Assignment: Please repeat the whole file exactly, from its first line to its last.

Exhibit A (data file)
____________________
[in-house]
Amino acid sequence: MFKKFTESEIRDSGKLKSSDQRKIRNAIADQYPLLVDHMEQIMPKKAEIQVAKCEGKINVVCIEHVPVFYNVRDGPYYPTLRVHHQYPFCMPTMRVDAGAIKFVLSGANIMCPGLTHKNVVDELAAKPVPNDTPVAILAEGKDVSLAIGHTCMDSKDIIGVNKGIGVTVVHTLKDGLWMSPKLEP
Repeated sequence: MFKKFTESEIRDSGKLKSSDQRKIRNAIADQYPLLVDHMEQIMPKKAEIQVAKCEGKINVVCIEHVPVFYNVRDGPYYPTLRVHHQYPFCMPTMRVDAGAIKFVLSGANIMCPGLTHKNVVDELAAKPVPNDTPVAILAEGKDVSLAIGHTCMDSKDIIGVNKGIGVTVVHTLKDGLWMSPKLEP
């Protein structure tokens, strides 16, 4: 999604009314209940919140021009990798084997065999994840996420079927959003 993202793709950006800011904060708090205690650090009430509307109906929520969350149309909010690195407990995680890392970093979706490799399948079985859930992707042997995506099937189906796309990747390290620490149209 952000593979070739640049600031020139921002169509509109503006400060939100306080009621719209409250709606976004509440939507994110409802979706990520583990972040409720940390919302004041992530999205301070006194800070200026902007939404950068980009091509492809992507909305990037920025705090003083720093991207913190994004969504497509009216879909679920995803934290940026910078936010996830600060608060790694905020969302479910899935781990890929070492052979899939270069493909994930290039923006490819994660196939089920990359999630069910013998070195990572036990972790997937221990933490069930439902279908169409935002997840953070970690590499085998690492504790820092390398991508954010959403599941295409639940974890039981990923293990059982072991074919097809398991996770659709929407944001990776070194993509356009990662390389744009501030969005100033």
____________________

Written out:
[in-house]
Amino acid sequence: MFKKFTESEIRDSGKLKSSDQRKIRNAIADQYPLLVDHMEQIMPKKAEIQVAKCEGKINVVCIEHVPVFYNVRDGPYYPTLRVHHQYPFCMPTMRVDAGAIKFVLSGANIMCPGLTHKNVVDELAAKPVPNDTPVAILAEGKDVSLAIGHTCMDSKDIIGVNKGIGVTVVHTLKDGLWMSPKLEP
Repeated sequence: MFKKFTESEIRDSGKLKSSDQRKIRNAIADQYPLLVDHMEQIMPKKAEIQVAKCEGKINVVCIEHVPVFYNVRDGPYYPTLRVHHQYPFCMPTMRVDAGAIKFVLSGANIMCPGLTHKNVVDELAAKPVPNDTPVAILAEGKDVSLAIGHTCMDSKDIIGVNKGIGVTVVHTLKDGLWMSPKLEP
């Protein structure tokens, strides 16, 4: 999604009314209940919140021009990798084997065999994840996420079927959003 993202793709950006800011904060708090205690650090009430509307109906929520969350149309909010690195407990995680890392970093979706490799399948079985859930992707042997995506099937189906796309990747390290620490149209 952000593979070739640049600031020139921002169509509109503006400060939100306080009621719209409250709606976004509440939507994110409802979706990520583990972040409720940390919302004041992530999205301070006194800070200026902007939404950068980009091509492809992507909305990037920025705090003083720093991207913190994004969504497509009216879909679920995803934290940026910078936010996830600060608060790694905020969302479910899935781990890929070492052979899939270069493909994930290039923006490819994660196939089920990359999630069910013998070195990572036990972790997937221990933490069930439902279908169409935002997840953070970690590499085998690492504790820092390398991508954010959403599941295409639940974890039981990923293990059982072991074919097809398991996770659709929407944001990776070194993509356009990662390389744009501030969005100033």